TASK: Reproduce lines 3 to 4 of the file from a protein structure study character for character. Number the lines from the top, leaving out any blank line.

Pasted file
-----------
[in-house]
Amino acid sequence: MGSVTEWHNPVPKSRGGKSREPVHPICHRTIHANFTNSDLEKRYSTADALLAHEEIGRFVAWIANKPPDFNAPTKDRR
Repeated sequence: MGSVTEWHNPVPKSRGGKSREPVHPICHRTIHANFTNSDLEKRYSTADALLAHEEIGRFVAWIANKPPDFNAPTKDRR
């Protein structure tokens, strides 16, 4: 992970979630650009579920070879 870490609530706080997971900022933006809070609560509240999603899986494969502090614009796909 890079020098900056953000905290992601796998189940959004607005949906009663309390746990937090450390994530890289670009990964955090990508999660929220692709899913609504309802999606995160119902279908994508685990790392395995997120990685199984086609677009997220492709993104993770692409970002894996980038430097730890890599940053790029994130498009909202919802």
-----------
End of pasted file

Repeated sequence: MGSVTEWHNPVPKSRGGKSREPVHPICHRTIHANFTNSDLEKRYSTADALLAHEEIGRFVAWIANKPPDFNAPTKDRR
């Protein structure tokens, strides 16, 4: 992970979630650009579920070879 870490609530706080997971900022933006809070609560509240999603899986494969502090614009796909 890079020098900056953000905290992601796998189940959004607005949906009663309390746990937090450390994530890289670009990964955090990508999660929220692709899913609504309802999606995160119902279908994508685990790392395995997120990685199984086609677009997220492709993104993770692409970002894996980038430097730890890599940053790029994130498009909202919802």